As the piston 3 moves toward the guide 4, air escapes via the communication holes 26 into atmosphere from a compression chamber 34 (see FIG. 2) defined by the piston 3, the cylinder 2, the guide 4, and the elastic member 25. In addition, as the piston 3 moves toward the guide 4, the sub combustion chamber 22e nearest the piston 3 expands. During expansion of the sub combustion chamber 22e, the grille 14d nearest the piston 3 generates turbulences in the sub combustion chamber 22e. These turbulences increase the flame speed and thus cause a higher pressure so that a stronger drive force is applied to the nail 5 via the drive rod 6.

The drive force applied to the nail 5 is controlled via the adjuster 28. Specifically, the adjuster 28 controls the pressure in the combustion chamber 22. During a drive stroke of the piston 3, the piston 3 passes the exhaust hole 27 and thus the combustion chamber 22 expands to a range in which the combustion chamber 22 communicates with the exhaust hole 27. When the combustion chamber 22 communicates with the exhaust hole 27, the high pressure gas is allowed to open the one-way valve 32 and thereby to escape from the combustion chamber 22 into atmosphere via the exhaust hole 27, the adjustment opening 30, and the valve opening 31. The pressure in the combustion chamber 22 is adjusted with the rate of escape of the high pressure gas which depends on the area of the adjustment opening 30 directly opposing the exhaust hole 27. The position of the adjuster 28 relative to the cylinder 2 determines the area of the adjustment opening 30 directly opposing the exhaust hole 27. Accordingly, the pressure in the combustion chamber 22 is controlled via the adjuster 28 so that the drive power applied to the nail 5 is adjusted via the device 28. Specifically, the drive power rises as the adjuster 28 moves in the direction decreasing the area of the adjustment opening 30 directly opposing the exhaust hole 27. The drive power is maximized when the adjustment opening 30 is disconnected from the exhaust hole 27.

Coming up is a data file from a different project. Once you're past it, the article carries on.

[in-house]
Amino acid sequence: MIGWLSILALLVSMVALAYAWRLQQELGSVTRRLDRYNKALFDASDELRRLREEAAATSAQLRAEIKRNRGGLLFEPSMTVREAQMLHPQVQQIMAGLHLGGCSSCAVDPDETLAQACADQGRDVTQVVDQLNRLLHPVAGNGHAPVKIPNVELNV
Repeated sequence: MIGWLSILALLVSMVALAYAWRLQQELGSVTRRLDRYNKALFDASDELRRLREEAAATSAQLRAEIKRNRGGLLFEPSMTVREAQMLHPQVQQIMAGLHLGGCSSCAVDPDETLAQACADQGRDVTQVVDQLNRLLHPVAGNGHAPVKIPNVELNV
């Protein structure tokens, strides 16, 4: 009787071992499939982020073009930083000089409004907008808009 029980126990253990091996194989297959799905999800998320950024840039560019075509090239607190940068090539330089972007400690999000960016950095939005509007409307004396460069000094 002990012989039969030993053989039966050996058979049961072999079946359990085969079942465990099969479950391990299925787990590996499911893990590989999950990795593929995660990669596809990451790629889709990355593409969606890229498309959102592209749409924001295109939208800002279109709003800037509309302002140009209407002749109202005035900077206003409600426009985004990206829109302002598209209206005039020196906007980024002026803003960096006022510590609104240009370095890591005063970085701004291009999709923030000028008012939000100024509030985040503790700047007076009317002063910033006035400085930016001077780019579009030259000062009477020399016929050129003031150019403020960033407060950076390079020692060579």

As the piston 3 moves toward the guide 4, the piston finally passes the communication holes 26 and encounters the elastic member 25. When the piston 3 passes the communication holes 26, the communication holes 26 are disconnected from the compression chamber 34 but are connected to the combustion chamber 22, so that air in the compression chamber 34 is compressed and the combustion gas escapes from the combustion chamber 22 into atmosphere via the communication holes 26. The escape of the combustion gas via the communication holes 26 abruptly drops the pressure and the temperature in the combustion chamber 22, thereby developing a vacuum in the combustion chamber 22. The vacuum in the combustion chamber 22, the resilience of the elastic member 25, and the compressed air in the compression chamber 34 cooperate to stop the piston 3 and then return the piston 3. In this way, the piston 3 is moved toward the housing 1.